Meet the Faculty

Classical Liberal Arts Department Staff

"My classes have brought me face-to-face with some of the most important questions human beings have ever had to answer, and my professors have become friends, guiding me along the path."

—Jordan Hughes ('17)


Douglas Favelo, Ph.D.

Chairman, Department of Classical Liberal Arts and Professor of History

Dr. Favelo teaches courses in the history of western civilization, Roman history, Greek history, and historical research methods at Patrick Henry College. Prior to coming to Patrick Henry College, he served for ten years as a lecturer at California State University Fresno, teaching history, literature, and Latin.

Dr. Favelo's passion is to facilitate students in their intellectual and spiritual development, primarily through the medium of a rigorous, Biblically-centered classical education, to the greater glory of God. He, his wife, and his six children live on a mountain farm in Loudoun County, VA, where they raise pigs, cows, ducks, and chickens.


Steve Hake, Ph.D.

Professor of Literature

Dr. Hake teaches a variety of literature courses, including Western Lit I and II in the core, and Charles Dickens, American Literature and Poetry in the upper division. He was a college professor/missionary for many years in Taiwan, and more recently launched Rivendell Study Center. He is especially concerned to see PHC students grow in discipleship and personal evangelism. His interests, in addition to literature and reading, include language learning, sailing, and backpacking.

Dr. Kyle West

Kyle West, Ph.D.

Assistant Professor of Classics

Dr. West teaches Latin and Greek as well as courses in classical history and literature at PHC. His primary research interests are Roman social and political history; biography and historiography; the writings of Cicero and the Stoics; and ancient disability. His work on disability, which he is currently preparing for publication, develops a new methodology for discussing disability in a pre-modern context. He argues that since ancient thinkers did not make a clear distinction between disabled and non-disabled people, reading their works leads to the insight that disability is a universal aspect of the human condition. All human bodies and minds are vulnerable, and every person as well as all cultures face a need to grapple with and adapt to this reality.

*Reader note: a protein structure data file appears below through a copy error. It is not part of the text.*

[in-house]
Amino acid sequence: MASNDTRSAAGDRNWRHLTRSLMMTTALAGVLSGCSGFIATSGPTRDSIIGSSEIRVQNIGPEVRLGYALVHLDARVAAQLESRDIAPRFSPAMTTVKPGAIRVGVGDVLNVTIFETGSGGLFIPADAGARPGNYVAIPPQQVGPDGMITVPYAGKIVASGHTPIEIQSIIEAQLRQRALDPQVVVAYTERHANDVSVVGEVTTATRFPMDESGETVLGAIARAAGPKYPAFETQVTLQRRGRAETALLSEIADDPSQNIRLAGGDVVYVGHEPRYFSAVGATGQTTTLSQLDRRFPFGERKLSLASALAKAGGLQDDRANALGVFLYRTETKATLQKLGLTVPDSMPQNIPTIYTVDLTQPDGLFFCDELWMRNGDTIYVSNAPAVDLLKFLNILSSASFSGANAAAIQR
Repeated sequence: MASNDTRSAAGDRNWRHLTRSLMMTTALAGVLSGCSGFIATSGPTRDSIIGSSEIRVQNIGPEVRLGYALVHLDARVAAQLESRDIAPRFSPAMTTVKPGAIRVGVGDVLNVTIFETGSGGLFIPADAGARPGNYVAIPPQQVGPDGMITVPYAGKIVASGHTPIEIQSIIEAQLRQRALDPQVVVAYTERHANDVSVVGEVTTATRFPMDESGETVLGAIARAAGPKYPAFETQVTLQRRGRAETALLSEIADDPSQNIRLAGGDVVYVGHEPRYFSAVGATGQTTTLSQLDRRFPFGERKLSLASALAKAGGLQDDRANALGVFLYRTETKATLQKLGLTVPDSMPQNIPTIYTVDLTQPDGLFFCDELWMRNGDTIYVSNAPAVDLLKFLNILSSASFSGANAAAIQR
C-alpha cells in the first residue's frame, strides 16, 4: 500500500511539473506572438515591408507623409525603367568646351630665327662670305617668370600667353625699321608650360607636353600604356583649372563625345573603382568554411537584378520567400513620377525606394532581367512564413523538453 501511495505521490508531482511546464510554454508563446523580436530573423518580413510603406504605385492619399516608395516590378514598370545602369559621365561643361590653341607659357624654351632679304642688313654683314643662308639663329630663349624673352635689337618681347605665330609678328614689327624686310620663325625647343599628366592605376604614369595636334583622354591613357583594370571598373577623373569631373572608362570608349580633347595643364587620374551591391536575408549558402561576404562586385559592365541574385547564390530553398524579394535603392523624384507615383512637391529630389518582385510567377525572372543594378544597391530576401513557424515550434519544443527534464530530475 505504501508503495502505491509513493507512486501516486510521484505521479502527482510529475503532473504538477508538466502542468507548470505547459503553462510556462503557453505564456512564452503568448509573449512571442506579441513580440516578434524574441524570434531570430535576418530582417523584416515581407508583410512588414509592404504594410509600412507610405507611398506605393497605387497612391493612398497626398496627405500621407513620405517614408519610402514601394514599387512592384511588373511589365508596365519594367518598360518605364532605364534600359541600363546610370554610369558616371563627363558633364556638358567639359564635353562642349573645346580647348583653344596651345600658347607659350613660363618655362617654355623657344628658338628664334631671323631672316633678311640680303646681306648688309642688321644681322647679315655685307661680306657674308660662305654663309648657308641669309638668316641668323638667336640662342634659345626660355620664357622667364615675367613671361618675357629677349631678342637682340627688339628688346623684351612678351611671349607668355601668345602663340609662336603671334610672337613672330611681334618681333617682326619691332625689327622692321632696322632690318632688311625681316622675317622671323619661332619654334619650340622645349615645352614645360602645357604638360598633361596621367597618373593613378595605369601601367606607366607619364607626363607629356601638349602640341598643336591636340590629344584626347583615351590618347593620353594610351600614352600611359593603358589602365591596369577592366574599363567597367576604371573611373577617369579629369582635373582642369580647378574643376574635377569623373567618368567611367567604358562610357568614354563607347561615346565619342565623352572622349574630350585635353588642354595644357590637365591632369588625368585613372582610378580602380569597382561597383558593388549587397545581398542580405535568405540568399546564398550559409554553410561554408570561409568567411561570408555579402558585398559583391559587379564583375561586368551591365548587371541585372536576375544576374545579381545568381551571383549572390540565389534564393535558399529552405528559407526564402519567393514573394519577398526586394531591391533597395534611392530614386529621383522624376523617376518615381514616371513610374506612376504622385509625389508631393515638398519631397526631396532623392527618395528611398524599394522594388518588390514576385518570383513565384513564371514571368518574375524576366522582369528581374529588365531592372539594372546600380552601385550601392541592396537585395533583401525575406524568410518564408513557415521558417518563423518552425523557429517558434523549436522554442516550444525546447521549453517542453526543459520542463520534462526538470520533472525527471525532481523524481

A native of Colorado Springs, Colorado, and a PHC alumnus (graduated 2014), Dr. West has a special appreciation for PHC's Christ-centered, classical pedagogy, which has deeply shaped his own trajectory as both a scholar and Christ-follower. He relishes the opportunity to pay this forward to a new generation of students. Outside of Greek and Roman classics, Dr. West enjoys video and board games, bluegrass music, and theater, especially the plays of Shakespeare.

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